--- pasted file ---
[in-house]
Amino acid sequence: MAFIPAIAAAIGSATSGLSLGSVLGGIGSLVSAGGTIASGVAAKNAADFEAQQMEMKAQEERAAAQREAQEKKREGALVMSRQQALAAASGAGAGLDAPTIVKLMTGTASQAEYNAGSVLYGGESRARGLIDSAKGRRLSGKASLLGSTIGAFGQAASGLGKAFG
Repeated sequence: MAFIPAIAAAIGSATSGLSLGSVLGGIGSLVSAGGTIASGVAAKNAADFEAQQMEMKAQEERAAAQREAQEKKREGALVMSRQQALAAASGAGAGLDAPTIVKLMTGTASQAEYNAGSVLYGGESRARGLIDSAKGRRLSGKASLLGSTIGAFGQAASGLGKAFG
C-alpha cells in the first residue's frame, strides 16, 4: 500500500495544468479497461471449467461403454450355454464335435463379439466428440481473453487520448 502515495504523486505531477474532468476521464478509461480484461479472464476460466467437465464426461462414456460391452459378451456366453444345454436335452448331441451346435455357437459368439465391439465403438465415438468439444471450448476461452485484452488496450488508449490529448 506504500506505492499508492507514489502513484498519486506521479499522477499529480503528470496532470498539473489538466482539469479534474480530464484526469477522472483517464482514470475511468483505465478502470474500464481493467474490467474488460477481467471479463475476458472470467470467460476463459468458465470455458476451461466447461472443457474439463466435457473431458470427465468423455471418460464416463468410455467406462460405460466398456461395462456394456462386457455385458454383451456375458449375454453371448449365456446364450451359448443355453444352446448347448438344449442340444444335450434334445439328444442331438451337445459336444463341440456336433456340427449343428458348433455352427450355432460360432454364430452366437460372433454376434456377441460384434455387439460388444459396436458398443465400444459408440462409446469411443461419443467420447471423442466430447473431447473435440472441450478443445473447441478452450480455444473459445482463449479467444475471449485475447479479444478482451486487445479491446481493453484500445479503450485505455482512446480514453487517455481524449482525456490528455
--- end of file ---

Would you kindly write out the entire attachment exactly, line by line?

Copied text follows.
[in-house]
Amino acid sequence: MAFIPAIAAAIGSATSGLSLGSVLGGIGSLVSAGGTIASGVAAKNAADFEAQQMEMKAQEERAAAQREAQEKKREGALVMSRQQALAAASGAGAGLDAPTIVKLMTGTASQAEYNAGSVLYGGESRARGLIDSAKGRRLSGKASLLGSTIGAFGQAASGLGKAFG
Repeated sequence: MAFIPAIAAAIGSATSGLSLGSVLGGIGSLVSAGGTIASGVAAKNAADFEAQQMEMKAQEERAAAQREAQEKKREGALVMSRQQALAAASGAGAGLDAPTIVKLMTGTASQAEYNAGSVLYGGESRARGLIDSAKGRRLSGKASLLGSTIGAFGQAASGLGKAFG
C-alpha cells in the first residue's frame, strides 16, 4: 500500500495544468479497461471449467461403454450355454464335435463379439466428440481473453487520448 502515495504523486505531477474532468476521464478509461480484461479472464476460466467437465464426461462414456460391452459378451456366453444345454436335452448331441451346435455357437459368439465391439465403438465415438468439444471450448476461452485484452488496450488508449490529448 506504500506505492499508492507514489502513484498519486506521479499522477499529480503528470496532470498539473489538466482539469479534474480530464484526469477522472483517464482514470475511468483505465478502470474500464481493467474490467474488460477481467471479463475476458472470467470467460476463459468458465470455458476451461466447461472443457474439463466435457473431458470427465468423455471418460464416463468410455467406462460405460466398456461395462456394456462386457455385458454383451456375458449375454453371448449365456446364450451359448443355453444352446448347448438344449442340444444335450434334445439328444442331438451337445459336444463341440456336433456340427449343428458348433455352427450355432460360432454364430452366437460372433454376434456377441460384434455387439460388444459396436458398443465400444459408440462409446469411443461419443467420447471423442466430447473431447473435440472441450478443445473447441478452450480455444473459445482463449479467444475471449485475447479479444478482451486487445479491446481493453484500445479503450485505455482512446480514453487517455481524449482525456490528455